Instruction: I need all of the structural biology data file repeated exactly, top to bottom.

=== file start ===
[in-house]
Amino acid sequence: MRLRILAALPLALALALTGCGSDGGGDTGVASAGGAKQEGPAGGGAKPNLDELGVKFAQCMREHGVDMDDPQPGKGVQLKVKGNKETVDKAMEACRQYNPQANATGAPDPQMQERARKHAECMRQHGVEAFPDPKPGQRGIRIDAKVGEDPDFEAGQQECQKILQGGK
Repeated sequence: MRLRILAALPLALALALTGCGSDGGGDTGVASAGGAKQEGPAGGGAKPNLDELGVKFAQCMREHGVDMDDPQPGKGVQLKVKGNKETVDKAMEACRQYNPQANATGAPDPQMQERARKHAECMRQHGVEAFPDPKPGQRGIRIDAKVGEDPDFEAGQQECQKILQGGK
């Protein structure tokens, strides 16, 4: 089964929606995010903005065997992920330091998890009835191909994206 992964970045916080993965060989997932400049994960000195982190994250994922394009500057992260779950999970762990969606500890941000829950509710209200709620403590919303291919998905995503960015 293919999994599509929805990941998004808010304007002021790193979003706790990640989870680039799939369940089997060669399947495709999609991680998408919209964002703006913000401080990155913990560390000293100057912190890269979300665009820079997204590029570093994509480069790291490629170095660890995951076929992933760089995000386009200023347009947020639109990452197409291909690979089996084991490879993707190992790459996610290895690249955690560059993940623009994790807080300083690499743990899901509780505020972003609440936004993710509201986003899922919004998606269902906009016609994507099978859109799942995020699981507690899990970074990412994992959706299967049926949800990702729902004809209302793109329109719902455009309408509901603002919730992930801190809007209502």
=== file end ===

[in-house]
Amino acid sequence: MRLRILAALPLALALALTGCGSDGGGDTGVASAGGAKQEGPAGGGAKPNLDELGVKFAQCMREHGVDMDDPQPGKGVQLKVKGNKETVDKAMEACRQYNPQANATGAPDPQMQERARKHAECMRQHGVEAFPDPKPGQRGIRIDAKVGEDPDFEAGQQECQKILQGGK
Repeated sequence: MRLRILAALPLALALALTGCGSDGGGDTGVASAGGAKQEGPAGGGAKPNLDELGVKFAQCMREHGVDMDDPQPGKGVQLKVKGNKETVDKAMEACRQYNPQANATGAPDPQMQERARKHAECMRQHGVEAFPDPKPGQRGIRIDAKVGEDPDFEAGQQECQKILQGGK
């Protein structure tokens, strides 16, 4: 089964929606995010903005065997992920330091998890009835191909994206 992964970045916080993965060989997932400049994960000195982190994250994922394009500057992260779950999970762990969606500890941000829950509710209200709620403590919303291919998905995503960015 293919999994599509929805990941998004808010304007002021790193979003706790990640989870680039799939369940089997060669399947495709999609991680998408919209964002703006913000401080990155913990560390000293100057912190890269979300665009820079997204590029570093994509480069790291490629170095660890995951076929992933760089995000386009200023347009947020639109990452197409291909690979089996084991490879993707190992790459996610290895690249955690560059993940623009994790807080300083690499743990899901509780505020972003609440936004993710509201986003899922919004998606269902906009016609994507099978859109799942995020699981507690899990970074990412994992959706299967049926949800990702729902004809209302793109329109719902455009309408509901603002919730992930801190809007209502």